The Sentinels are a fleet of satellites designed specifically to deliver the wealth of data and imagery that are central to the European Commission’s Copernicus programme. This unique environmental monitoring programme is changing the way we manage our environment, understand and tackle the effects of climate change and safeguard everyday lives.
Sentinel-2 carries an innovative wide-swath high-resolution multispectral imager with 13 spectral bands for new perspectives of our land and vegetation. The combination of high resolution, novel spectral capabilities, a swath width of 290 km and frequent revisit times will provide unprecedented views of Earth.
The ‘space segment’ of the Sentinel-2 mission comprises a constellation of two identical satellites in the same orbit, 180° apart for optimal coverage and data delivery. Together they cover all Earth’s land surfaces, large islands, inland and coastal waters every five days at the equator.
Both spacecraft are operated by a dedicated Flight Control Team from ESA’s European Space Operations Centre (ESOC) Darmstadt, Germany.
Sentinel-2A has been in orbit since 23 June 2015, and Sentinel-2B launched on 7 March 2017.
Sentinel-2 is providing high-resolution optical imagery of agriculture, forests, land-use change and land-cover change. It is mapping biophysical variables such as leaf chlorophyll content, leaf water content and leaf area index. It is also monitoring coastal and inland waters and helping with risk and disaster mapping.
The Sentinel-2 mission is providing global coverage of Earth's land surface every 10 days with the first spacecraft, reducing to every 5 days once both are in orbit.
The satellites' state-of-the-art Multispectral Imager (MSI) instrument offers high-resolution optical imagery.
The MSI payloads acquire, store and then download up to 1.6 TB of data per orbit. The data are transmitted to the Sentinel ground stations and via high data-rate laser links to a geostationary telecoms satellite, Alphasat, and via the European Data Relay Satellite (EDRS) system, as well as using the more usual x-band radio data downlink. The Flight Control Team uploads commands and receives satellite status and health information via ESA's Estrack ground station at Kiruna, Sweden.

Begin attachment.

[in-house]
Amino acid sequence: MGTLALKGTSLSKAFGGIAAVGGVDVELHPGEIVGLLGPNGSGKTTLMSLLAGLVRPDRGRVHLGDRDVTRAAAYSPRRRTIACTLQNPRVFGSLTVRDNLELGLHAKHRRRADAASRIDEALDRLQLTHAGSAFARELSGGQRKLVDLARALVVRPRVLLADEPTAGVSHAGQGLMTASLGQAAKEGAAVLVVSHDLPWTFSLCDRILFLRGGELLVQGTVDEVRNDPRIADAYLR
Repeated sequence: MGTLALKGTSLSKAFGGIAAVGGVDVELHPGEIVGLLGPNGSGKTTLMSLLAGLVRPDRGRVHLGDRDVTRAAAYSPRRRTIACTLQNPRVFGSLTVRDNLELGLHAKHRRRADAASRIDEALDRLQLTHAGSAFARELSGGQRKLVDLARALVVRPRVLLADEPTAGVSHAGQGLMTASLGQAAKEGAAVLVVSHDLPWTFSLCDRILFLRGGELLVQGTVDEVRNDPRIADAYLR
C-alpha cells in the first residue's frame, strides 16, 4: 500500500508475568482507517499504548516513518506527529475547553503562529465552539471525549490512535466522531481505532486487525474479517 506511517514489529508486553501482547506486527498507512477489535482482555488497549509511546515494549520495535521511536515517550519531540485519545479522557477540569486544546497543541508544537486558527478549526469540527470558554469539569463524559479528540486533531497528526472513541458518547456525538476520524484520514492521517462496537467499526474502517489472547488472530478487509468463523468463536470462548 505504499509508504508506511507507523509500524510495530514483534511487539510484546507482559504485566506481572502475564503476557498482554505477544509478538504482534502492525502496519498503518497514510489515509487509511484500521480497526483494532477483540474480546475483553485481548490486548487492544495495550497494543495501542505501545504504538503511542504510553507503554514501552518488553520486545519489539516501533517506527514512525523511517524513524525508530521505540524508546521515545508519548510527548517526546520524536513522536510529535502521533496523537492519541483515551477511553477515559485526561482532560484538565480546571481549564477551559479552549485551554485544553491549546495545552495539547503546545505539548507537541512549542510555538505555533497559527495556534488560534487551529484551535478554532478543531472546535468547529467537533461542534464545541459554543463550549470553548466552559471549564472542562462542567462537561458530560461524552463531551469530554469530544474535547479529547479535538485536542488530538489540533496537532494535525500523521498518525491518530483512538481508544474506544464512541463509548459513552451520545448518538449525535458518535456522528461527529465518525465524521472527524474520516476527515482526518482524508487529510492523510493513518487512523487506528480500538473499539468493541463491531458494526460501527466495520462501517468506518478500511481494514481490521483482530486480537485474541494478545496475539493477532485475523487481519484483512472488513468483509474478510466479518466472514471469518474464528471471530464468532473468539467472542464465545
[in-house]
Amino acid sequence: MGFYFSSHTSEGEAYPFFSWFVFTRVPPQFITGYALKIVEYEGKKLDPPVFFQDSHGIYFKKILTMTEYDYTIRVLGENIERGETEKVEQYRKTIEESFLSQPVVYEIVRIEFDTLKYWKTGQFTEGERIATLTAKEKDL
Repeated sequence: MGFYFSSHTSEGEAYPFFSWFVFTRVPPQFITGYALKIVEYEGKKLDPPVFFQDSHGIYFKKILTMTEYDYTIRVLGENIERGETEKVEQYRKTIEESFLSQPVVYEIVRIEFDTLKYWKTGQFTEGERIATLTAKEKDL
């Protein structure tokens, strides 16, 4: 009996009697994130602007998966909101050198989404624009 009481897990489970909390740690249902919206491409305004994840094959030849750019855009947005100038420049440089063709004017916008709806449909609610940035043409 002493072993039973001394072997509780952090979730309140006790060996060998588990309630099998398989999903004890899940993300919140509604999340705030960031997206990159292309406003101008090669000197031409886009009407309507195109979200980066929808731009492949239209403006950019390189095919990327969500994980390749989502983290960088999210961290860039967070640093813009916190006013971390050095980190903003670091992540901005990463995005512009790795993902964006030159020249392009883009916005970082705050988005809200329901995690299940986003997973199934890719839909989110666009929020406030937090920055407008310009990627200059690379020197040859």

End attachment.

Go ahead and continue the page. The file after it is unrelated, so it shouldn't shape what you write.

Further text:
Sentinels-2A and -2B will fly an initial nominal mission of seven years, with extensions possible until on-board consumables are exhausted (each carries 123 kg of fuel including that necessary for end-of-life deorbiting), to a maximum of 12 years.
|ROLE||Earth observation (EO) as part of Europe's Copernicus programme|
|LAUNCH DATE||2A - 23 June 2015 || 2B – 7 March 2017|
|LAUNCHER/LOCATION||Vega/Kourou, French Guiana (both launches)|
|LAUNCH MASS||1140 kg|
|ORBIT||Sun-synchronous; 786 km|
|PERIOD||100 mins (14.3 orbits per day)|
|NOMINAL MISSION||7 years|
|++ Delivering rapid, high-resolution data and imagery that are central to|
Europe's Copernicus programme ++
The Sentinel-2 Flight Operations Control Centre is located at ESOC, Darmstadt, Germany.
The Flight Control Team
In the routine phase, the Sentinel-2 Flight Control Team comprises six engineers dedicated to Sentinel 2A and 2B, and a team of spacecraft controllers shared between all the Sentinel missions. They work in a control room dedicated to Sentinels located at ESOC under Spacecraft Operations Manager Franco Marchese and deputy Spacecraft Operations Manager Michelle Collins, and in close coordination with the teams operating the other Sentinel missions.
The team are supported by other specialists at ESOC, including experts from flight dynamics, ground facilities, tracking stations, space debris and mission data systems.
For each launch campaign and during the critical few weeks following each lift-off, the team is augmented by additional engineers and specialists.
Franco has more than 12 years’ experience working on sophisticated Earth missions, including CryoSat-1, CryoSat-2 and MetOp-A. He joined the Sentinel-2 mission in 2010, and prior to Sentinel-2A launch in 2015, he was responsible for training and managing the Flight Control Team and for ensuring that that the flight operations 'ground segment' – the systems on Earth that enable satellite control – matched the demanding scientific, technical and operational requirements of the Copernicus programme.
Michelle has over 12 years’ experience in spaceflight operations engineering roles on a variety of missions including Metop-A at Eumetsat and Planck at Estec. She joined Sentinel-2 in 2010, taking on the role of systems engineer and deputy Spacecraft Operations Manager. She will take the role of Operations Manager during the Sentinel-2B launch and early orbit phase (more on LEOP here).
The team are responsible for all aspects of flight control, including mission planning, maintaining attitude and orbit control, monitoring the real-time status of the satellite and its power, navigation, thermal and propulsion systems, executing orbital manoeuvres and much else.
Mission operations overview
Like many Earth missions at ESA, the ground segment for Sentinel-2 (see more on building a ‘ground segment’) is split into two halves: the Flight Operations Segment (FOS) for flight control and the Payload Data Ground Segment (PDGS) for downloading, processing and distributing the MSI images.
This article focuses primarily on the FOS, based at ESOC.
Like many ESA missions, the scientific and operational life of the Sentinel-2 spacecraft will begin with the launch and early orbit phase.
LEOP – Sentinel-2A